The Conjuring

Google+ Pinterest LinkedIn Tumblr +

the-conjuringRated R                    3 stars out of 5

I was not going to let “The Conjuring” keep me away from the movies. Sure, I was scared to watch “The Wizard of Oz” when I was little… okay, even after I had my driver’s license in 1975, but today, I sat there and said, “Conjure on.”

Like many movies of this type, it starts when a nice family moves into an old house they bought without a good home inspection or demon rider on their insurance. Roger (Ron Livingston of Office Space) and Carolyn (Lili Taylor of The Haunting) move out into the woods with their five young daughters. Right there I felt the horror to come, and I only have two daughters. Director James Wan (Saw) uses all the old tricks to scare us, from creaking doors to imaginary friends. Carolyn and her girls play a fun game called clap and hide, which I heard about in college, though I did not date girls from Radford. It does not take long for them to realize the previous owner has not “moved on” and does not like them one single bit.

The movie is based on real events from the chronicles of Ed and Lorraine Warren (Patrick Wilson of Barry Munday and Vera Famiga of Up in the Air), who studied these phenomena. This is supposed to make it more chilling, and for me, it did, since my life is based on a true story. These two are the experts, and right away they know they are up against serious evil. As this is set in 1971, it bothered me just how comfortable they were in identifying the nature of the problem and type of demon, and they didn’t even have a logo on their car of a ghost with a line drawn through it.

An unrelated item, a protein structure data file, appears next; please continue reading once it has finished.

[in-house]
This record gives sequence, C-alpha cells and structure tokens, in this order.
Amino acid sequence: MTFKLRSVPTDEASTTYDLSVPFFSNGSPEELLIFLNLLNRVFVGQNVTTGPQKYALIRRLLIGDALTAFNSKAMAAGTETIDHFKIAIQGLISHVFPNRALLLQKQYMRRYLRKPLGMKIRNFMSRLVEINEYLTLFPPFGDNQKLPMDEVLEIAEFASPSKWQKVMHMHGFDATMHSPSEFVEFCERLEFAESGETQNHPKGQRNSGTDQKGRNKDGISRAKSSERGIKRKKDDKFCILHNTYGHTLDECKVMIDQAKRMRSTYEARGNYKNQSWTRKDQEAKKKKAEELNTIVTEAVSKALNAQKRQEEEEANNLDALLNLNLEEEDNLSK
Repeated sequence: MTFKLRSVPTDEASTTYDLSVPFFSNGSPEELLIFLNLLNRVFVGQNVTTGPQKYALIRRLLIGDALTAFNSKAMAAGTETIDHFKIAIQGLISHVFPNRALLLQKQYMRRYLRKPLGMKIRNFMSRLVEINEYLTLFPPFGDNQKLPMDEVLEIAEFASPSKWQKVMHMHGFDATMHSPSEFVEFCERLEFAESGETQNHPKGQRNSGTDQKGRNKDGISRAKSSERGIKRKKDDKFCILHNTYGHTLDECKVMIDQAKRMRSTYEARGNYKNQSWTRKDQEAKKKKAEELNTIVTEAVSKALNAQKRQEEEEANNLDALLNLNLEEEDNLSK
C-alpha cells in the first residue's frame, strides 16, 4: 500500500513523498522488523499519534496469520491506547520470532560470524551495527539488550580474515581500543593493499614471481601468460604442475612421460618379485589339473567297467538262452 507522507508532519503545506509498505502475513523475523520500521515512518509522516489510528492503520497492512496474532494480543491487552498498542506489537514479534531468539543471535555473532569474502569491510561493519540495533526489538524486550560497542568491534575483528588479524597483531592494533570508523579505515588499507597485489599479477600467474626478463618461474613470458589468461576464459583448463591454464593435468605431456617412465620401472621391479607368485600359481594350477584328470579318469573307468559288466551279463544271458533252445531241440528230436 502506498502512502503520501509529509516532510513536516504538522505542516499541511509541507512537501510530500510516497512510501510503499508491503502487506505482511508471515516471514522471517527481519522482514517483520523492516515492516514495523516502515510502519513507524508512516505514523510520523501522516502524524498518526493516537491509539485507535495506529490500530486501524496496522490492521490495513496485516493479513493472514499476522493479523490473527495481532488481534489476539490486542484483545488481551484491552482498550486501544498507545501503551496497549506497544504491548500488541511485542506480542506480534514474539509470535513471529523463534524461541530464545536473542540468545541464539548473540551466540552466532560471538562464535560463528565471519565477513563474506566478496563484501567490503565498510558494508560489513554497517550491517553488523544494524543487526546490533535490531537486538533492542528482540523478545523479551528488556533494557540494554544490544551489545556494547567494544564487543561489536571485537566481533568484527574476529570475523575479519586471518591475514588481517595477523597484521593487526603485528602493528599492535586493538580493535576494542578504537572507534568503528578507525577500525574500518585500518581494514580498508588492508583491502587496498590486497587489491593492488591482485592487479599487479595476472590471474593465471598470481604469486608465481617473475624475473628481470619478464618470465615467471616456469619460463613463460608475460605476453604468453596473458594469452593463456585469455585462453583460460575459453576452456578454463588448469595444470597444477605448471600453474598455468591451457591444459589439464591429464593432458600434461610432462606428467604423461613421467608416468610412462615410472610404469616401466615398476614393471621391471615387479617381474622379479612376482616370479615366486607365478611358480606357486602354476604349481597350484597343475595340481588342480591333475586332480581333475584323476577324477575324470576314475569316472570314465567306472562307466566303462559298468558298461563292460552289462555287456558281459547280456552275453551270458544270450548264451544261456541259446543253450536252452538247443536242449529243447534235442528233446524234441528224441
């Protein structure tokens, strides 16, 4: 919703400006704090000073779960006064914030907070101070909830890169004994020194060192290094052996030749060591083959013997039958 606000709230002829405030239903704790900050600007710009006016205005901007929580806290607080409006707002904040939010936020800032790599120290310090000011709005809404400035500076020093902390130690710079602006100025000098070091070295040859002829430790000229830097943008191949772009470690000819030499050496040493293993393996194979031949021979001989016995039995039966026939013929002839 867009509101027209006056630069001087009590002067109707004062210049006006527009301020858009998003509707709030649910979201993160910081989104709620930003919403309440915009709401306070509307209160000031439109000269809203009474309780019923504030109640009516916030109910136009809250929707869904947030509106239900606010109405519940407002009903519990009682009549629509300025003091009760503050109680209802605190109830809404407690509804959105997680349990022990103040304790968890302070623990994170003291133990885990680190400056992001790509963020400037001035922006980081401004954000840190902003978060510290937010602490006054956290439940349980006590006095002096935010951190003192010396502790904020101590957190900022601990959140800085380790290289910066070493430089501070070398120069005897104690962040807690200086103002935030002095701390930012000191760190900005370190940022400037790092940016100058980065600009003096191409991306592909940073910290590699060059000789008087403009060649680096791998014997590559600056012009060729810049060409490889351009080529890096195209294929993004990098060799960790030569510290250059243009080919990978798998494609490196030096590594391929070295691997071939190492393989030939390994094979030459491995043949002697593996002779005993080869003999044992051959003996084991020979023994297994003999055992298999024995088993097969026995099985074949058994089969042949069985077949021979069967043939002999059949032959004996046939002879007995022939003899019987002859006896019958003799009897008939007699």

I admit it was a little scary, I mean for the little girls living in the house, and for their mother played by the amazing Lili Taylor. I just love her, and maybe one day she will agree to read my screenplay “50 Songs About Joe – He Lies” and that demon can be exorcised. I can’t say that Ron Livingston did anything for me here. He seemed to be in the same trance he was under in “Office Space” and even when his wife and daughter were in eminent danger, he had the same emotion in his voice I have at Starbucks. I know less is more, but in his case it really was less.

So I was a little scared, and a little surprised it was not terrible. They did not raise the bar, or the dead, but delivered a nice scary movie that was not just stupid like “Dark Skies.” I’m also giving Wan credit for not using torture porn and giving new meaning to being three sheets to the wind. For that they get 3 stars from me, and I need to see if my granddaughter will let me borrow her owl nightlight.

Tom Basham is an indie filmmaker.

Here is a link to his movie review site:


Leave A Reply